NYT: Skadden Paid $11M To Settle Claim Arising From Manafort’s Ukraine Work

KYIV, UKRAINE - FEBRUARY 6, 2020 - Leader of the Batkivshchyna All-Ukrainian Union, MP Yulia Tymoshenko is pictured in the praesidium a sitting of the Verkhovna Rada, Kyiv, capital of Ukraine. The parliament holds th... KYIV, UKRAINE - FEBRUARY 6, 2020 - Leader of the Batkivshchyna All-Ukrainian Union, MP Yulia Tymoshenko is pictured in the praesidium a sitting of the Verkhovna Rada, Kyiv, capital of Ukraine. The parliament holds the second reading of draft law 2178-10 'On the Amendments to Certain Legislative Acts of Ukraine on the Circulation of Agricultural Land'. - PHOTOGRAPH BY Ukrinform / Barcroft Media (Photo credit should read Volodymyr Tarasov / Ukrinform/Barcroft Media via Getty Images) MORE LESS
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May 11, 2020 1:50 p.m.

The New York Times has an answer to a mystery first launched by Ukrainian financial disclosures last week.

White shoe law firm Skadden Arps Slate Meagher & Flom paid out at least $11 million to settle allegations stemming from an operation imprisoned former Trump campaign chairman Paul Manafort ran to whitewash the Ukrainian government’s 2011 imprisonment of a political opponent, the paper reports

Ukrainian public financial disclosures showed last week that former Prime Minister Yulia Tymoshenko and her lawyer Serhiy Vlasov declared around $5.5 million in “foreign income” from Reid Collins & Tsai, a law firm specializing in plaintiff-brought, professional liability suits. 

The Times reported that Tymoshenko had contemplated bringing a case over the firm’s “role in aiding her political prosecution,” and that the settlement would “avert a suit over its role in justifying her imprisonment by a political rival.”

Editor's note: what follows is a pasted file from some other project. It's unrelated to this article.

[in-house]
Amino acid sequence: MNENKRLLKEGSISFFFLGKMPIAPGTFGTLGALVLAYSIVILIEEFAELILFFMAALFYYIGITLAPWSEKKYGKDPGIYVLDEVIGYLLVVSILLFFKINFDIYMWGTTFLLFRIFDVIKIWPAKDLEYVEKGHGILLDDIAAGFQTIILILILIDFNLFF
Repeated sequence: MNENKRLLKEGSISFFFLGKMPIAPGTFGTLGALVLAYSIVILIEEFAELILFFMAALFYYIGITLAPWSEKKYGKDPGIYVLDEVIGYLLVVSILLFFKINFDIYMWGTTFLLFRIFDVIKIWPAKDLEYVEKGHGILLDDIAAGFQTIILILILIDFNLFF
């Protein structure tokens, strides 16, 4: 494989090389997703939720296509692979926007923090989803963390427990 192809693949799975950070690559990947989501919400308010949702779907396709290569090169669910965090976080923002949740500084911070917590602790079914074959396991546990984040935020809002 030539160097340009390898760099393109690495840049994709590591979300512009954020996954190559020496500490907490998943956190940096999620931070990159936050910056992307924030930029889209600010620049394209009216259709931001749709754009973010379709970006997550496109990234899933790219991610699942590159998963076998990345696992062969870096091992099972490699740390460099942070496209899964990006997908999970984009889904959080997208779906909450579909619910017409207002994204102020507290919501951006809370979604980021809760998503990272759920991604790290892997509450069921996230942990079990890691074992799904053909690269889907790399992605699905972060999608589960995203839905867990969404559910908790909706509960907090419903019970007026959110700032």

A Skadden spokeswoman did not return repeated requests for comment. 

On advice from Manafort, the government of then-Ukrainian President Viktor Yanukovych hired the firm to write a report that would publicly exonerate it of any wrongdoing in the prosecution and imprisonment of Tymoshenko and Yuriy Lutsenko, a politician imprisoned by the Ukrainian government at the time who enticed President Trump last year with bogus information about Joe Biden.

At the time, Kyiv faced an international outcry over the prosecutions. As a political adviser to Yanukovych, Manafort arranged for Skadden’s then-star partner and former Obama White House counsel Greg Craig to bring a team of lawyers to Ukraine to write the report. Manafort also arranged for Ukrainian oligarch Viktor Pinchuk to pay Skadden $4 million for the report. 

In finding that the government’s imprisonment of a political opponent was not politically motivated, the report gave Yanukovych political cover at home and abroad. U.S. officials described Skadden’s report as a whitewash. 

For Manafort, Skadden fit into a larger effort to made Yanukovych palatable to the West. Prosecutors in the Mueller investigation later released evidence showing that he ran a secret, international lobbying campaign to launder the regime into the West’s good graces.

But everything that has transpired since the $4 million report’s release has hugely embarrassed Skadden, known mostly for its work on mergers and with Wall Street bigwigs. Its former client – Yanukovych – was overthrown after his government shot 100 protestors to death on the streets of Kyiv, while the firm’s work in Ukraine took the spotlight at various points in the Mueller investigation. 

The firm paid the Ukrainian government more than $500,000 in 2017, and paid $4.6 million to the DOJ last year as part of a separate settlement in which it agreed to retroactively register as a foreign agent of the Ukrainian government. 

Craig was later prosecuted – and acquitted – of lying to the Justice Department about his role in disseminating the report. 

Tymoshenko said in a Facebook post last week that she had received “monetary compensation for damages, incurred by the political repression from 2011-2014” from a U.S. entity as part of a “pretrial resolution,” a description she also used in the asset declaration that revealed the settlement. 

“There will be no other details about this matter due to legislative regulations in the U.S. regarding legal restrictions,” Tymoshenko added.

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